In fact, Kirsch says he knows of at least one bank that will start offering Bitcoin this year. He declined to name the institution but said it would be a "second-tier" entity and not a juggernaut along the lines of Bank of America or Wells Fargo.
A flood of capital will enter the Bitcoin market once banks get involved and regulators get on board, stabilizing the price, Kirsch said.
Institutions, like consumers, will take to Bitcoin because it can provide "instant, secure payments," Kirsch said. "Everybody likes fast."
Bitcoin exchanges will subsequently suffer, Kirsch predicted. "People will use them less and less," he said. "Exchanges we have now are very dangerous places to hold your Bitcoin. The security is just not there. You have no assurance other than 'trust me' that your Bitcoin will be safe."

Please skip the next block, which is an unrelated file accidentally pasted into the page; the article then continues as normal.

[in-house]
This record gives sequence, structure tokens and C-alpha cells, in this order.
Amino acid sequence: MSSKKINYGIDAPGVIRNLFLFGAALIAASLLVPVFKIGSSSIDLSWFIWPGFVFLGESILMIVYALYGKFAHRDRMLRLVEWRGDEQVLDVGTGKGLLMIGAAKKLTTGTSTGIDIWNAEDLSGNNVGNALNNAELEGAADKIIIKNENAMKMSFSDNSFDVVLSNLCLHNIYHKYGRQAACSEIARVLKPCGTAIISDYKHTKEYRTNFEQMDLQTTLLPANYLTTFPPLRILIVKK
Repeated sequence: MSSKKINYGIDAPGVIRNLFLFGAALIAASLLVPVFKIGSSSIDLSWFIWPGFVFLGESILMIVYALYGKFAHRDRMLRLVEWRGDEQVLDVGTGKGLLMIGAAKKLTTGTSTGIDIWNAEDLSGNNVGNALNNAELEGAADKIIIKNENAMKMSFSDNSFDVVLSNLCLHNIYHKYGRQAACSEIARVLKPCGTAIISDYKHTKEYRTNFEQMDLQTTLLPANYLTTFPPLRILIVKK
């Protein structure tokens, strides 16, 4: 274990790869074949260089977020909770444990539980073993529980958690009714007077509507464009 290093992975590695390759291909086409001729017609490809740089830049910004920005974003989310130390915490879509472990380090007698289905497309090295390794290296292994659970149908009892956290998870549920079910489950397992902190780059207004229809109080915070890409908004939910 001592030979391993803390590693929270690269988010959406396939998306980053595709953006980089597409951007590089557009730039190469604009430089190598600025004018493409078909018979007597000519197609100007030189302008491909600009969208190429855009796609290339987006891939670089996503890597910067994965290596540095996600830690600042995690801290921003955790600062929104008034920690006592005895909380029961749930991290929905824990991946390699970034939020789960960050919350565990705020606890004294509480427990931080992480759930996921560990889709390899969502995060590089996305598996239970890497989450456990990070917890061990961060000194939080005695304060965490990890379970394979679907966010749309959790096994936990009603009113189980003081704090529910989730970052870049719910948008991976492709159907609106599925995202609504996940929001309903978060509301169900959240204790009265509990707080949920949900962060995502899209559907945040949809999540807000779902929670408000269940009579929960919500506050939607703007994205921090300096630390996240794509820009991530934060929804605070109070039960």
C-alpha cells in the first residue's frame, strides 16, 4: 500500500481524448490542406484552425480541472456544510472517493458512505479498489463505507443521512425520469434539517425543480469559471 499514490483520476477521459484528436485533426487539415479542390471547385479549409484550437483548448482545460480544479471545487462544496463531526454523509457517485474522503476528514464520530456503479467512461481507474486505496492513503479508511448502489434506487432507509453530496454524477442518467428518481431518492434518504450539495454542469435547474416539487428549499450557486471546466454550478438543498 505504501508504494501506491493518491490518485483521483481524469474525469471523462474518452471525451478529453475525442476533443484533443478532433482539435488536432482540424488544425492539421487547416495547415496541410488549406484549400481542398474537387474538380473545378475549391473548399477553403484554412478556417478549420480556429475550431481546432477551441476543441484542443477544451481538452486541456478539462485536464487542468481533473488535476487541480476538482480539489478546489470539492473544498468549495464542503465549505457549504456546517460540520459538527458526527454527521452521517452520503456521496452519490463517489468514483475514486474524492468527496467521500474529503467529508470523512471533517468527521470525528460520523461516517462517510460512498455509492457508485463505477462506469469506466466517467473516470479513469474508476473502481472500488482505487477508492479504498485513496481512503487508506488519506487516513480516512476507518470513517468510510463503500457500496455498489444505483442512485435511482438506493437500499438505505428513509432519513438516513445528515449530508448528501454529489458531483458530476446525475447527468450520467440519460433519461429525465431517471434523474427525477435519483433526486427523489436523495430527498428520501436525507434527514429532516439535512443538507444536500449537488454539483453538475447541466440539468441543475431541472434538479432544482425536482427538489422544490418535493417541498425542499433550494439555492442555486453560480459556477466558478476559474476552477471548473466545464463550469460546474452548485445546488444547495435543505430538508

While nothing is stopping rivals from pursuing the same ideas as Cointrust, the company's intellectual property and the fact that its work is already well under development provides an edge, Kirsch said. "It's much easier for people to use the technology that is way ahead of everybody else's."
He sees a bright future for Bitcoin in general.
"There are things that may slow it down and make it a bumpy road," Kirsch said. "But as far as I know and what anyone knows, there is nothing that could reverse the momentum of Bitcoin."
Chris Kanaracus covers enterprise software and general technology breaking news for The IDG News Service. Chris' email address is Chris_Kanaracus@idg.com